Date Published: 15/09/2021 13:26
Future Life Wealth Management's director of operations Keeley Woodcock firmly believes that changing working patterns will ultimately mean that there's an even greater need for the most proactive financial planners...
In the good old days, life was somewhat simpler.
You left school, college or university, found employment and barring moving away or your employer going bust you stayed with that employer until you retired.
These days – and perhaps even more so in the wake of the pandemic - the good old days have significantly changed.
Employees want flexibility.
They want the ability to work from home; they want an employer that understands and has empathy for their work/life balance; and one that shares their ethical values.
It seems that job security and the prospect of staying with an employer for thirty or more years, are low on the list of what employees want.
It is a well-documented fact that millennials – those people who came of age around the turn of the century – will make up approximately 75% of the global workforce by the middle of this decade.
They want to work for employers that want to adopt innovative thinking, develop their skills and make a contribution to society.
But to my mind the key question we need to ask at this point in time is: “Do they want a career?”
According to a study by Aviva, 47% of employees are now less career-focused following the pandemic, with two in five people claiming “they could never switch off” from work.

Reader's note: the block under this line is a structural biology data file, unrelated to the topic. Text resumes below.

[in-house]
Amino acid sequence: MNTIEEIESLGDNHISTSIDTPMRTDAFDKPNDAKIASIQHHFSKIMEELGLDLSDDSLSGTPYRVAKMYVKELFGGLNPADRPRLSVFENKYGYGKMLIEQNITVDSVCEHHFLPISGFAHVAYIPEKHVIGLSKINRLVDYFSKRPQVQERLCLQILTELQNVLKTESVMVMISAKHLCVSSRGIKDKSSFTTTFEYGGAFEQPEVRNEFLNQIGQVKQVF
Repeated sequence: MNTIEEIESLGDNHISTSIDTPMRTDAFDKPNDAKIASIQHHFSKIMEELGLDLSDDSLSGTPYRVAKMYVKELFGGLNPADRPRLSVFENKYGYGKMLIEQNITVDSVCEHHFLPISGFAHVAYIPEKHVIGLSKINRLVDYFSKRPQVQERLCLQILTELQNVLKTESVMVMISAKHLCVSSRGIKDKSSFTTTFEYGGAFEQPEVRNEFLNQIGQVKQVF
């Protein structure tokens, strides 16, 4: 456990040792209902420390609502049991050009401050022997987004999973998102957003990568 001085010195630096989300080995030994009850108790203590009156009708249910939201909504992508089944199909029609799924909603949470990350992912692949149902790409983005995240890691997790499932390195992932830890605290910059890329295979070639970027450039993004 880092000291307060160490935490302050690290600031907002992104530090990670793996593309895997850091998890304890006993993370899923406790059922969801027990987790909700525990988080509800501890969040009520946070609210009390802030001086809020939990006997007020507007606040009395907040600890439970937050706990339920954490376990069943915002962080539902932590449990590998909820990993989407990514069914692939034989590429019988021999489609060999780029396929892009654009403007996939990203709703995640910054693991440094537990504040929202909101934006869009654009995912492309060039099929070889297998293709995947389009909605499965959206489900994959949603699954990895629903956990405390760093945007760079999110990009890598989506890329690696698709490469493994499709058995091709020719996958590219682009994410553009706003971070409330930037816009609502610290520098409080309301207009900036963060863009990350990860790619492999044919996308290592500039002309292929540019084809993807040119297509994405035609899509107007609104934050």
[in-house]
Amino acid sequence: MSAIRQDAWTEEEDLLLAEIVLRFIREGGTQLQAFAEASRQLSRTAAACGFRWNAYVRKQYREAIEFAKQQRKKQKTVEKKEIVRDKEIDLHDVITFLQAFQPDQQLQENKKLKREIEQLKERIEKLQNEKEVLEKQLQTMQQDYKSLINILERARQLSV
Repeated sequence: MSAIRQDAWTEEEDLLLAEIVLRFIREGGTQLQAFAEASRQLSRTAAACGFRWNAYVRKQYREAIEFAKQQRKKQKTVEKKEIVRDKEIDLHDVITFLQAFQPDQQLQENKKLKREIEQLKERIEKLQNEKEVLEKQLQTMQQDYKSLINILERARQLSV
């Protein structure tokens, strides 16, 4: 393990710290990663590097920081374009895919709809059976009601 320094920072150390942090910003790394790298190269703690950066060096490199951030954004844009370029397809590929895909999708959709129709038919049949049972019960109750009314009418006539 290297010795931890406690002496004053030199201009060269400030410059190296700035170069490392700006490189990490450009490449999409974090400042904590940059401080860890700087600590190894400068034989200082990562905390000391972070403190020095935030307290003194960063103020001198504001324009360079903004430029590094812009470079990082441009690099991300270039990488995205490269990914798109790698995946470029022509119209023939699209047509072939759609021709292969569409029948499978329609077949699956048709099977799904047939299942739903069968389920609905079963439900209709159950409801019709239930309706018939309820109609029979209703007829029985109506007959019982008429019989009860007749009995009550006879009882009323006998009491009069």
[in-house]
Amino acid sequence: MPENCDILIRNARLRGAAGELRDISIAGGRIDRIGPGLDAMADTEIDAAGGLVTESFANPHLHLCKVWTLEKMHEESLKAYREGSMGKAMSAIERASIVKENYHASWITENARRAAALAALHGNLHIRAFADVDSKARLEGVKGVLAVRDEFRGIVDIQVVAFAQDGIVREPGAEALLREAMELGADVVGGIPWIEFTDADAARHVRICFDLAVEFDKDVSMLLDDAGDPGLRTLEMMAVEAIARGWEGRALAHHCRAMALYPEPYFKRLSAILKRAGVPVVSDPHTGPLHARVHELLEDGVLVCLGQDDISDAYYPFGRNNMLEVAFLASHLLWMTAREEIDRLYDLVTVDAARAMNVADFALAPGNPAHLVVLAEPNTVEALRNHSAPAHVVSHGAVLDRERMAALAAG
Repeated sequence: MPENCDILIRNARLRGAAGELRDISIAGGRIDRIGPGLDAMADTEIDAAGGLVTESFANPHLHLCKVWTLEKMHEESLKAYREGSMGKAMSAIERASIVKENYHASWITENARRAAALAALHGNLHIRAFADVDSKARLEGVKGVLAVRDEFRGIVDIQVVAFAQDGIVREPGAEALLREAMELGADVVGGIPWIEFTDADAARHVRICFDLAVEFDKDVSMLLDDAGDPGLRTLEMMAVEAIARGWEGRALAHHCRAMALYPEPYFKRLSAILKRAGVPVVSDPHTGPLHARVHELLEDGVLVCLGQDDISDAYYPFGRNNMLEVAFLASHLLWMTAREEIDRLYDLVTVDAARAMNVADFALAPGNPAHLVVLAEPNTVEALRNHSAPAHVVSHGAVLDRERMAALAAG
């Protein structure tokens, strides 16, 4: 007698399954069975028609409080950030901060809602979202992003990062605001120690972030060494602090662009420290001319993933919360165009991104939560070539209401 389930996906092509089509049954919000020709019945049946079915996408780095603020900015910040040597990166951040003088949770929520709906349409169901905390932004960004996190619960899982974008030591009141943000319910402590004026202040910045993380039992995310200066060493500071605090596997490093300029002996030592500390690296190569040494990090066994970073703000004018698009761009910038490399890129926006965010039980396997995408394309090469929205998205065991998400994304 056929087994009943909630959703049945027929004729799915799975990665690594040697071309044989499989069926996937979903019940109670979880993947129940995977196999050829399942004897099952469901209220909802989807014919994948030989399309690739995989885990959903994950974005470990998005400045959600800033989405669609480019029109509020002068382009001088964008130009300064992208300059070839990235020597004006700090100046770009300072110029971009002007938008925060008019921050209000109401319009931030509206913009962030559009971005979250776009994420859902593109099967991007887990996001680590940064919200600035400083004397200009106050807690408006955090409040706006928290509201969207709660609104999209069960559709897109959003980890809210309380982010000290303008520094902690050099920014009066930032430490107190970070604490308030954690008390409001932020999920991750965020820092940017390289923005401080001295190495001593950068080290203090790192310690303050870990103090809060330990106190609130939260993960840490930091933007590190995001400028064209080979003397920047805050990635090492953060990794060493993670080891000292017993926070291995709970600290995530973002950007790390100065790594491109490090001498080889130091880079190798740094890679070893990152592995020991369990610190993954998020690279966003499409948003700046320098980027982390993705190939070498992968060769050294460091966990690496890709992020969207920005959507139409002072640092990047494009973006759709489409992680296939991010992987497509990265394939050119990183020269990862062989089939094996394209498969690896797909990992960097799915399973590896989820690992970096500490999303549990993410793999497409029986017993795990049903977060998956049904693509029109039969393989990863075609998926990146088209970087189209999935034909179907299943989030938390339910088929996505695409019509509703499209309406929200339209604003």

The same survey found that 24% of women believe that the pandemic has had a negative impact on their work/life balance as they tried to juggle work, a home, a family and a relationship – compared to just 16% of men.
Inevitably the impact of technology means that it will become harder to separate work and home life, especially if you work at home and the “office” is only a “roll out of bed” away.
A few years ago, France introduced a “right to disconnect” – a law stipulating that companies with more than 50 employees establish hours when staff should not send or answer emails in a bid to prevent burnout and set a clear barrier between work and home life.
This is quite a good idea when you think about it…
And I strongly suspect that France won’t be the last country to take such action.
Most of us have a desire for flexibility via home working and career breaks although understandably it does pose some potential financial planning drawbacks.
People will still need mortgages – which are clearly more difficult to obtain without a consistent employment history.
People will still need to plan for their retirement which, again, proves more difficult with career breaks and frequent changes of employment.
Throw in savings and investments and it becomes clear that while the workforce of the future may want flexibility and everything that goes with it, what those same workers will most emphatically need is consistent, long-term financial planning from experienced advisers.
At Future Life Wealth Management, our main focus is to keep in constant touch with our clients and review their financial planning, needs, requirements and objectives on a regular and consistent basis.
But the proof – as they say - is in the pudding.
As attitudes to work change, I resolutely believe that our tried and trusted approach to clients’ financial planning will become more important than ever.
Future Life Wealth
54 Ravenshorn Way,
Renishaw, Sheffield S21 3WY
+44 (0) 1246 435 996
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